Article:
Friday, January 11, 2008

Desire is Desire: Joe Strummer's "Redemption Song" and "Coma Girl"

Joe Strummer has long been one of my heroes, and though he proved the Husker Du axiom that "heroes always die," his last years were something of a return to old form--a much mellower form, with the Mescaleros, but a lot of the soul, passion, and lyrical inventiveness, that marked his best work with the Clash.

The first I heard the Clash was probably on popular/rock radio, in the early 1980s, with "Rock the Casbah," (a song whose politics, to this day, I'm still puzzling over) and "Should I Stay or Should I Go." Those two songs mark the shift of the Clash from a straight-ahead punk band who said piss off to love songs (see my earlier post on Strummer's revision of "I'm So Bored with You" to "I'm So Bored with the U.S.A.") to a much wider palette that would include love (lust?) songs.

Actually, to me, Strummer was the kind of guy who could see that desire is desire, whether manifested in political love or romantic hankerings. These two videos of the late Strummer, in some sense, bring us to those polarities embodied by Strummer and by rock and roll.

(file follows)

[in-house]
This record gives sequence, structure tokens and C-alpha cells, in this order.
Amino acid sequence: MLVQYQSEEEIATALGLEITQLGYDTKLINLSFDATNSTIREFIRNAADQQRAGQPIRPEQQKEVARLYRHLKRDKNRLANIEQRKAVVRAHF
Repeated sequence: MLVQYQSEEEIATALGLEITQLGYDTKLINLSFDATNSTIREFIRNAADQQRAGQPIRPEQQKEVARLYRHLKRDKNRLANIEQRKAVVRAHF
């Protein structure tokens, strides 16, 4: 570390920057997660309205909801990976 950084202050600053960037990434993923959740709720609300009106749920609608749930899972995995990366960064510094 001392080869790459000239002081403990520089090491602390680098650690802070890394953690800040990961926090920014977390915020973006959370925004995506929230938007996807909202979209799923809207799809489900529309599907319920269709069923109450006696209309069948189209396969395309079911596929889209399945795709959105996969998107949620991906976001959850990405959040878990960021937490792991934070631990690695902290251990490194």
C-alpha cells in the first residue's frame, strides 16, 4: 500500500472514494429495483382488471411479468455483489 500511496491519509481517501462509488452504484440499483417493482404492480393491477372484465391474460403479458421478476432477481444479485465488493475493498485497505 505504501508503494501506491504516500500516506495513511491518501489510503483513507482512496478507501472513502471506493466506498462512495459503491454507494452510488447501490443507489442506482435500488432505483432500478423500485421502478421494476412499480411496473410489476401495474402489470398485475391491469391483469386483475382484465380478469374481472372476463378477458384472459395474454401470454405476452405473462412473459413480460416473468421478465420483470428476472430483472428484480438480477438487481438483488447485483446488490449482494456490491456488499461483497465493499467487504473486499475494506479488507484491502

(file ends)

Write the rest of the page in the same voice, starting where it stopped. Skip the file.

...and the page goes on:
The first is a cover of Bob Marley's "Redemption Song," and it nearly brought me to tears when I heard it after he died. "The Future is Unwritten," indeed.

Though I'm a little queasy about the MTV-ism of the second video (which does its typical eroticizing of the body without much soul), the song is pop bliss.


RazRocks said...

Joe Strummer rocks. I am not a big fan of Bob Marley and his music, but I do enjoy "Redemption Song". Joe was known for being extremely devoted to his fans. He would stay hours after a show and talk to any fan who wanted to talk to him, and sign autographs. When he was with the band Mescaleros, people used to chant for old Clash songs during their concerts, and despite the protests of his band mates, he played old Clash tunes for his fans. He is definitely a punk hero of mine. (He is 4th to Johnny Ramone, Lee Ving, and Henry Rollins. Sorry!)


Anonymous said...

The first Time I heard The Clash, I was 16 I think... but Joe was here... I was lost.
When he legalize Punk and Reggae in musical movement... I think free...
Now, I'am married with a wonderful wife, an fine and worked child, feel my life... and they all think like Joe was thinking when he heard at the first time Bob Marley...
I think it was like that :